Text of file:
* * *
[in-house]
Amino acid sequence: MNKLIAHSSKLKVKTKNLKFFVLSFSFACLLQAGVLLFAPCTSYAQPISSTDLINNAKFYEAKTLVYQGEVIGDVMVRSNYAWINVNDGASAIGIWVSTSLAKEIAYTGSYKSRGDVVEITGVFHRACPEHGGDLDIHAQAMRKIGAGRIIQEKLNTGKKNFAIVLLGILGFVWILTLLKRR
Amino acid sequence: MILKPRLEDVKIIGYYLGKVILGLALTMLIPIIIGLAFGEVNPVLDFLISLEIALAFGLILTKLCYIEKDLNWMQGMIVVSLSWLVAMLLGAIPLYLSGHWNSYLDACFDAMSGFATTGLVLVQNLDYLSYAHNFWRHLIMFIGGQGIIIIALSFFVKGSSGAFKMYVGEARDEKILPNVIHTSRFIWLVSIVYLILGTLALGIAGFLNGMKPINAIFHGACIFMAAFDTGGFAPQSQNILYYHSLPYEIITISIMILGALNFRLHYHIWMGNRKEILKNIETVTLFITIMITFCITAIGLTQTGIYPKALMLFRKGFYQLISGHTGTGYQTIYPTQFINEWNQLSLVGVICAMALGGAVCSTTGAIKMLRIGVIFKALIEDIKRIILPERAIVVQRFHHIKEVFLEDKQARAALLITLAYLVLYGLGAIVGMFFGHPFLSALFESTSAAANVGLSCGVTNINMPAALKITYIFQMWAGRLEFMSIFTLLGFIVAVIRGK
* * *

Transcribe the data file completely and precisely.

[in-house]
Amino acid sequence: MNKLIAHSSKLKVKTKNLKFFVLSFSFACLLQAGVLLFAPCTSYAQPISSTDLINNAKFYEAKTLVYQGEVIGDVMVRSNYAWINVNDGASAIGIWVSTSLAKEIAYTGSYKSRGDVVEITGVFHRACPEHGGDLDIHAQAMRKIGAGRIIQEKLNTGKKNFAIVLLGILGFVWILTLLKRR
Amino acid sequence: MILKPRLEDVKIIGYYLGKVILGLALTMLIPIIIGLAFGEVNPVLDFLISLEIALAFGLILTKLCYIEKDLNWMQGMIVVSLSWLVAMLLGAIPLYLSGHWNSYLDACFDAMSGFATTGLVLVQNLDYLSYAHNFWRHLIMFIGGQGIIIIALSFFVKGSSGAFKMYVGEARDEKILPNVIHTSRFIWLVSIVYLILGTLALGIAGFLNGMKPINAIFHGACIFMAAFDTGGFAPQSQNILYYHSLPYEIITISIMILGALNFRLHYHIWMGNRKEILKNIETVTLFITIMITFCITAIGLTQTGIYPKALMLFRKGFYQLISGHTGTGYQTIYPTQFINEWNQLSLVGVICAMALGGAVCSTTGAIKMLRIGVIFKALIEDIKRIILPERAIVVQRFHHIKEVFLEDKQARAALLITLAYLVLYGLGAIVGMFFGHPFLSALFESTSAAANVGLSCGVTNINMPAALKITYIFQMWAGRLEFMSIFTLLGFIVAVIRGK